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MoonDragon's Pregnancy Information

labor positioning contour

Relaxing is often thought of as being passive, but in labor it is something you have to do actively. No one can relax for you. You have to do this for yourself. Your partner and your birth attendants can help greatly, but it is you who must focus your attention and intention and release your muscles. To begin practicing relaxation, you and your partner must read through this information together. Then you and your partner find a comfortable position with plenty of pillows for supporting your head and your knees. Uncross your feet and let your arms lie comfortably at your side. Make sure the room is warm and the lighting is comfortable. Then, as you practice the exercises, have your partner read them to you. See the Relaxation Exercise Summary for a quick reference.


Sometimes your mind is racing and your emotions have you tied in knots. This may be true when you cannot sleep, and it may be true in early labor when the excitement and adrenaline rush of "This is it! I am in labor! Can I do it? Is everything ready? What about the...?" These internal worries and comments can make early labor much more strenuous than it needs to be.

A good method for calming the mind is centering on your breath. If done for 20 minutes daily until your baby is born, it can help you meet labor (or any other stressful situation) with more calm and clarity.


  • Sit in a relaxed position with the spine vertical. An upright chair is fine, or you can sit on some pillows with your legs crossed. Facing a blank wall or a plain rug, leave your eyes and your mouth relaxed. Rest you hands, palms upward, on your thighs.

  • yoga centering and breathing

  • Focus your attention on your breathing. Do not try to change your breathing, but simply watch the natural flow of the breath in and out of the body. Do not try to shut other things out of your consciousness, just choose to have your focal point be the breath.

  • When you notice your attention drifting, simply return it to the breath. There is no need to make any special effort to suspend thoughts, although with regular practice thoughts will gradually begin to fall away.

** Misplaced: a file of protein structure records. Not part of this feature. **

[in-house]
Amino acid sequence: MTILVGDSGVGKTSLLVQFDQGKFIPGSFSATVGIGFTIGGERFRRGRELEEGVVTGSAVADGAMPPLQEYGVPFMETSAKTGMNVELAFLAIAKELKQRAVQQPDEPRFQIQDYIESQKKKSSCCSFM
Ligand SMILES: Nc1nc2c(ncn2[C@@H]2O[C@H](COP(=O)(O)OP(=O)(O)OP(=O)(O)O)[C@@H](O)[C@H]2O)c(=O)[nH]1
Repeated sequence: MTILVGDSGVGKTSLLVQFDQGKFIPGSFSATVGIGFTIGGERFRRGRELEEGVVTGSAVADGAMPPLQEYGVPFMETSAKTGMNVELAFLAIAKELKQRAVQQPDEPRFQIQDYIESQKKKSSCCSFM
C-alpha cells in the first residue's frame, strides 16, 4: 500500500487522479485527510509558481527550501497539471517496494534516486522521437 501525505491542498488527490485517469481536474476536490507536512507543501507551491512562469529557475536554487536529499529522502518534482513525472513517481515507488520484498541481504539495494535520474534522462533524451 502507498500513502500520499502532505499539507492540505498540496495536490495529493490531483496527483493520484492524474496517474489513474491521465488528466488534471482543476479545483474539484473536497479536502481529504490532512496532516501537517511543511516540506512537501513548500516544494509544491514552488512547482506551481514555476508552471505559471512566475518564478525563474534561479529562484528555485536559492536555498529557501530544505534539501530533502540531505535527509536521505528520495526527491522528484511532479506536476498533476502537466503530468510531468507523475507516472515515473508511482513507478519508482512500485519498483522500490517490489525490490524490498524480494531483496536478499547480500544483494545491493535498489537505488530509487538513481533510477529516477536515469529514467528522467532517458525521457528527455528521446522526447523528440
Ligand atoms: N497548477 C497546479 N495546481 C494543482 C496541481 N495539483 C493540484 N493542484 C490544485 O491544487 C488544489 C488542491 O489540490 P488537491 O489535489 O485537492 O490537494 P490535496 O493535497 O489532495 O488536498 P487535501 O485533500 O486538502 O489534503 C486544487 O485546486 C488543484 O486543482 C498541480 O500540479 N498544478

• This exercise is best practiced at a regular time and place. Doing some stretching exercises and then washing your hands and face with cold water before starting will also help keep the body and mind from complaining.

  • This state of complete relaxation is one which you should get to know intimately, and be able to return to at will. Practice when you cannot sleep, when you are sitting in the dentist's office (you do not have to be lying down), on the train or the bus when commuting to work, or the next time you have too much to do and are feeling frazzled and tense. Complete release is the key to comfort in labor.


    sitting cross-legged on the floor, doing light massage

  • CLARITY: Focus your mind by placing your attention in your body. Watch your breathing. Every emotion has a characteristic holding or altering of the breath pattern. Allow the breath to be full and deep, so that your body, your emotions, and your mind all release. Remain centered in the breath and let your thoughts fall away.

  • RELEASING THE BODY: The breath is also the best tool for releasing the body of tensions.

  • RELEASE: Let your breath deepen, so you are breathing all the way down into your belly. Let your body feel heavy, as if it were sinking into foam rubber or into warm sand at the beach. Breathe with your diaphragm, as you do during sleep.

  • As your breathing becomes slower, use each breath to release more fully. On the out-breath, let go of any holding or tension that may be in your body. Feel the breath flowing all the way down your backbone so there is a connection between your tailbone and the top of your head. Let the breath surround your baby and go all the way into your vagina and anus, making sure they are both released.

  • WHOLE BODY RELAXATION: Now use your attention to travel throughout your body, releasing on the out-breath any tension you may find. Start with your face and eyes, cheeks and jaws. Travel down through the neck and shoulders, then the chest and belly, paying special attention to the muscles of the lower belly and upper legs. If you find any places of chronic tension which do not release with the breath, imagine the area to be warm, and imagine your out-breath flowing through it. Note these chronic places to work on with your partner.